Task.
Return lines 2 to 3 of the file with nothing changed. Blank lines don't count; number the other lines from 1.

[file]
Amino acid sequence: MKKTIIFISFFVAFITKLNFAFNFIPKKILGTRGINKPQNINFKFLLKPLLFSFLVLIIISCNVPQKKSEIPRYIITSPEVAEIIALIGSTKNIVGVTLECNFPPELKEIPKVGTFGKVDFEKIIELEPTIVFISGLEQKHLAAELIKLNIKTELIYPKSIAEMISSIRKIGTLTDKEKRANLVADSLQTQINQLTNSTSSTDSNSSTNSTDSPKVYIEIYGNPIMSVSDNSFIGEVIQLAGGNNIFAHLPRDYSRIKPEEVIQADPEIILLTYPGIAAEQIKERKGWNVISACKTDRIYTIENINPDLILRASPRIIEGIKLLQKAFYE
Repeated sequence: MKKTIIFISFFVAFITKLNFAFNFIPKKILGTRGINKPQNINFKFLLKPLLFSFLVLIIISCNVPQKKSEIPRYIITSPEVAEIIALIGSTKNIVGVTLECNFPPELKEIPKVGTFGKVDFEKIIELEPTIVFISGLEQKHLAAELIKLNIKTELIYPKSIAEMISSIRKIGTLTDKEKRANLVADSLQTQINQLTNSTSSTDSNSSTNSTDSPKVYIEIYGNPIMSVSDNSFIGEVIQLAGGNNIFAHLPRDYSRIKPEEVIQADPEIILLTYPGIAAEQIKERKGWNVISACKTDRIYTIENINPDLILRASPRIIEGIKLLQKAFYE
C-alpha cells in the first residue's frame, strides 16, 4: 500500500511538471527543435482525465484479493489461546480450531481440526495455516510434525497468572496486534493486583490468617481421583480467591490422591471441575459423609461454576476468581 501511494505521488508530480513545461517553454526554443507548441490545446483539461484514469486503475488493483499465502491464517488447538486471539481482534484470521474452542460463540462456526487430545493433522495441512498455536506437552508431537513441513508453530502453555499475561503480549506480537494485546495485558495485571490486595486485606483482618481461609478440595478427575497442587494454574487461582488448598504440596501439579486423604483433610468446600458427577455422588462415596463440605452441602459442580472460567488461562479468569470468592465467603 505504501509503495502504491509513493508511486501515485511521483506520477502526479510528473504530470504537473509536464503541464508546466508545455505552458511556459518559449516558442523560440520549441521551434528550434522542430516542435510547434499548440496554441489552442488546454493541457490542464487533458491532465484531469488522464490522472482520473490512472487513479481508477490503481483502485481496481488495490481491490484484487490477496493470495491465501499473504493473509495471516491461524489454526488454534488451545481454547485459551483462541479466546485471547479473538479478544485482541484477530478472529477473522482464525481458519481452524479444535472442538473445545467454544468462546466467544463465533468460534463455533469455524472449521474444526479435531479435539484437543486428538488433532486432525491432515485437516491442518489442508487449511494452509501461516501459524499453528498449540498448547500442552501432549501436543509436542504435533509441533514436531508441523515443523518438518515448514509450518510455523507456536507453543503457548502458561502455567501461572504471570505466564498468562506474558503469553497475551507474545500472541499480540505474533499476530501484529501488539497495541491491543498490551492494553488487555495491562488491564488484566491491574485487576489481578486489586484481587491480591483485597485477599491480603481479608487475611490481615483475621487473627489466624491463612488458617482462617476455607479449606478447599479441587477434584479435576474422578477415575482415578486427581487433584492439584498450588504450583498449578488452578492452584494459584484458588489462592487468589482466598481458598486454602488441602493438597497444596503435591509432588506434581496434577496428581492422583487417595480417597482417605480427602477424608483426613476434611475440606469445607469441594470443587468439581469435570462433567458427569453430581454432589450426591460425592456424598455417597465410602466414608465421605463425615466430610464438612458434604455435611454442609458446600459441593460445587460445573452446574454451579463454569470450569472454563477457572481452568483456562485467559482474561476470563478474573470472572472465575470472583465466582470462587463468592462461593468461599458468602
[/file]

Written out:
Repeated sequence: MKKTIIFISFFVAFITKLNFAFNFIPKKILGTRGINKPQNINFKFLLKPLLFSFLVLIIISCNVPQKKSEIPRYIITSPEVAEIIALIGSTKNIVGVTLECNFPPELKEIPKVGTFGKVDFEKIIELEPTIVFISGLEQKHLAAELIKLNIKTELIYPKSIAEMISSIRKIGTLTDKEKRANLVADSLQTQINQLTNSTSSTDSNSSTNSTDSPKVYIEIYGNPIMSVSDNSFIGEVIQLAGGNNIFAHLPRDYSRIKPEEVIQADPEIILLTYPGIAAEQIKERKGWNVISACKTDRIYTIENINPDLILRASPRIIEGIKLLQKAFYE
C-alpha cells in the first residue's frame, strides 16, 4: 500500500511538471527543435482525465484479493489461546480450531481440526495455516510434525497468572496486534493486583490468617481421583480467591490422591471441575459423609461454576476468581 501511494505521488508530480513545461517553454526554443507548441490545446483539461484514469486503475488493483499465502491464517488447538486471539481482534484470521474452542460463540462456526487430545493433522495441512498455536506437552508431537513441513508453530502453555499475561503480549506480537494485546495485558495485571490486595486485606483482618481461609478440595478427575497442587494454574487461582488448598504440596501439579486423604483433610468446600458427577455422588462415596463440605452441602459442580472460567488461562479468569470468592465467603 505504501509503495502504491509513493508511486501515485511521483506520477502526479510528473504530470504537473509536464503541464508546466508545455505552458511556459518559449516558442523560440520549441521551434528550434522542430516542435510547434499548440496554441489552442488546454493541457490542464487533458491532465484531469488522464490522472482520473490512472487513479481508477490503481483502485481496481488495490481491490484484487490477496493470495491465501499473504493473509495471516491461524489454526488454534488451545481454547485459551483462541479466546485471547479473538479478544485482541484477530478472529477473522482464525481458519481452524479444535472442538473445545467454544468462546466467544463465533468460534463455533469455524472449521474444526479435531479435539484437543486428538488433532486432525491432515485437516491442518489442508487449511494452509501461516501459524499453528498449540498448547500442552501432549501436543509436542504435533509441533514436531508441523515443523518438518515448514509450518510455523507456536507453543503457548502458561502455567501461572504471570505466564498468562506474558503469553497475551507474545500472541499480540505474533499476530501484529501488539497495541491491543498490551492494553488487555495491562488491564488484566491491574485487576489481578486489586484481587491480591483485597485477599491480603481479608487475611490481615483475621487473627489466624491463612488458617482462617476455607479449606478447599479441587477434584479435576474422578477415575482415578486427581487433584492439584498450588504450583498449578488452578492452584494459584484458588489462592487468589482466598481458598486454602488441602493438597497444596503435591509432588506434581496434577496428581492422583487417595480417597482417605480427602477424608483426613476434611475440606469445607469441594470443587468439581469435570462433567458427569453430581454432589450426591460425592456424598455417597465410602466414608465421605463425615466430610464438612458434604455435611454442609458446600459441593460445587460445573452446574454451579463454569470450569472454563477457572481452568483456562485467559482474561476470563478474573470472572472465575470472583465466582470462587463468592462461593468461599458468602